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As more cases of COVID-19 are being reported and leaders seek tests and treatments, biotech companies are stepping up efforts to develop new tests and treatments.
That includes Maryland, where life sciences companies are working on vaccines, therapeutics and diagnostics. They’re also seeking to share what they’re working on and offer up resources: On Friday, Maryland Life Sciences is putting together a call with more than 15 companies where they’ll look to connect and share needs.
Like many industries, life sciences companies are typically competitive and seek to hold information close, but the crisis is bringing an approach where the leaders of companies look to figure what each has available and determine how they can fill gaps.
“All of those barriers are coming down and the companies are looking to the broader community and thinking, ‘How can we collaborate? What can we offer?'” said Marty Rosendale, who is CEO of the Maryland Tech Council, of which Maryland Life Sciences is a division.
Home to federal institutions such as the Bethesda-based National Institutes of Health and the U.S. Food and Drug Administration in Montgomery and Prince George’s County, as well as university healthcare systems known for research such as Johns Hopkins University and the University of Maryland, the state is home to a base of life sciences companies that brings expertise on different levels from big pharmaceutical players to development and manufacturing companies to startups that spun out of discoveries at research labs.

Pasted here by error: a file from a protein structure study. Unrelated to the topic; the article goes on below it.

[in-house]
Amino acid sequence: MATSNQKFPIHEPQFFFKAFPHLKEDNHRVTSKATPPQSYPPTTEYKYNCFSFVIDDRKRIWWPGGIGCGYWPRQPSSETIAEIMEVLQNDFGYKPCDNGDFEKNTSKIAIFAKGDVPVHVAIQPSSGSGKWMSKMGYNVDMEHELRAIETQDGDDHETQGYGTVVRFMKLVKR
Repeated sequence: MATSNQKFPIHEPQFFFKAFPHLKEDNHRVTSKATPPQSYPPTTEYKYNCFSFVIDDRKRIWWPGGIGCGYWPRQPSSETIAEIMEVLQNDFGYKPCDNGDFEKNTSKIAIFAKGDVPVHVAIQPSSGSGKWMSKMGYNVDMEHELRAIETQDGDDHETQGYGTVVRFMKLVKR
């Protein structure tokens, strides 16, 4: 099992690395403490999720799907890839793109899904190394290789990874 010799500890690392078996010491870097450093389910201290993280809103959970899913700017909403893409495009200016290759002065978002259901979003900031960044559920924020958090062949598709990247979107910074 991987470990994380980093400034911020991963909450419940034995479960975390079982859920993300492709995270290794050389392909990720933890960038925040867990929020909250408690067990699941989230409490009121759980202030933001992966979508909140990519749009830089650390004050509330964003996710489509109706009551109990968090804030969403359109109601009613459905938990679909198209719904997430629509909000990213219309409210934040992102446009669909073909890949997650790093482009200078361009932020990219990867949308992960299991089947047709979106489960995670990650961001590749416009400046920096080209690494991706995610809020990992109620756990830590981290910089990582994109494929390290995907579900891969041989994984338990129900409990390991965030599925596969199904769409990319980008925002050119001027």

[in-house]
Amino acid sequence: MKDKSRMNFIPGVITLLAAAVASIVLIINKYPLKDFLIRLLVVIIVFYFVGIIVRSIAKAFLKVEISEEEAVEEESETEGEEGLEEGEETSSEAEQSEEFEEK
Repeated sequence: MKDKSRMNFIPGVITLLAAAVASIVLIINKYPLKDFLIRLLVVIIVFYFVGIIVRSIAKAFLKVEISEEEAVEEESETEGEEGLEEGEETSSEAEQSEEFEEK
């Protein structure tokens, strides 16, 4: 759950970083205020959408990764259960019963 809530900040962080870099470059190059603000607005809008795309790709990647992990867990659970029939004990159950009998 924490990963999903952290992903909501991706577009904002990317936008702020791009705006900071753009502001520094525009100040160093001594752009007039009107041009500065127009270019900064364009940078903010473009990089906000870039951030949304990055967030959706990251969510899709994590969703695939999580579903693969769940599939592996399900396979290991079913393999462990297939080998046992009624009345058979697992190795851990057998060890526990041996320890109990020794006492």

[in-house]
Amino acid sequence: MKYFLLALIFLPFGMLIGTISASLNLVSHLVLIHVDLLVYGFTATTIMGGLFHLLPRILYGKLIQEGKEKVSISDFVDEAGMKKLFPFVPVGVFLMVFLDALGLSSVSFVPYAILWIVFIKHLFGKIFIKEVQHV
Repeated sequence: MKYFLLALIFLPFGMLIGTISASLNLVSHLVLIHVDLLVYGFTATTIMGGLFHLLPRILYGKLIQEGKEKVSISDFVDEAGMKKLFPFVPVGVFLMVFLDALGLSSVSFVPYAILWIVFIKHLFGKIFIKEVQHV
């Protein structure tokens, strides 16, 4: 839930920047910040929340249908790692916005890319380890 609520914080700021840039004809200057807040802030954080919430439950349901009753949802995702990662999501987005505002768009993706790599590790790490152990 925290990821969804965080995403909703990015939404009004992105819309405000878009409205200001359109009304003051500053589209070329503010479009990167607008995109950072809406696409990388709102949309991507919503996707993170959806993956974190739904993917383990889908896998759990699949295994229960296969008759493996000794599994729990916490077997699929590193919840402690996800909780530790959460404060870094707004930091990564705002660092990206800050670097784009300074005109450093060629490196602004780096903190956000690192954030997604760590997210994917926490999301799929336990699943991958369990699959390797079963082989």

The effort to develop a vaccine that can immunize against the new coronavirus is garnering lots of attention. A clinical trial from NIH and Massachusetts-based Moderna began in Seattle on Monday, and officials say development is 12 to 18 months away.
Work is progressing locally, as well. In Maryland, Rockville-based Novavax is developing a vaccine, while Gaithersburg-based Altimmune is developing a vaccine that can be taken in a single dose through the nose.
The 12-to-18-month timeframe federal officials have given is faster than the typical cycle it takes to develop a vaccine. Along with the accelerated timeline, there are lots of layers to the process, Rosendale said.
If a company is developing a therapeutic needs manufacturing or fill and finish services, it's important for them to know they can find it in Maryland.
“In order to make that happen you need lab development, manufacturing and fill-finish packing,” Rosendale said. “You need clinical research. You need clinical trials. There are a lot of pieces that have to come together to get it done in 12 to 18 months.”
Each of those pieces are represented in Maryland companies. It was on view when Rockville-based Novavax signed an agreement with Gaithersburg-based Emergent Biosolutions for development and manufacturing at the company’s Baltimore facilities of a version that would be used in human trials. Emergent signed a similar agreement with San Francisco-based Vaxart on Wednesday.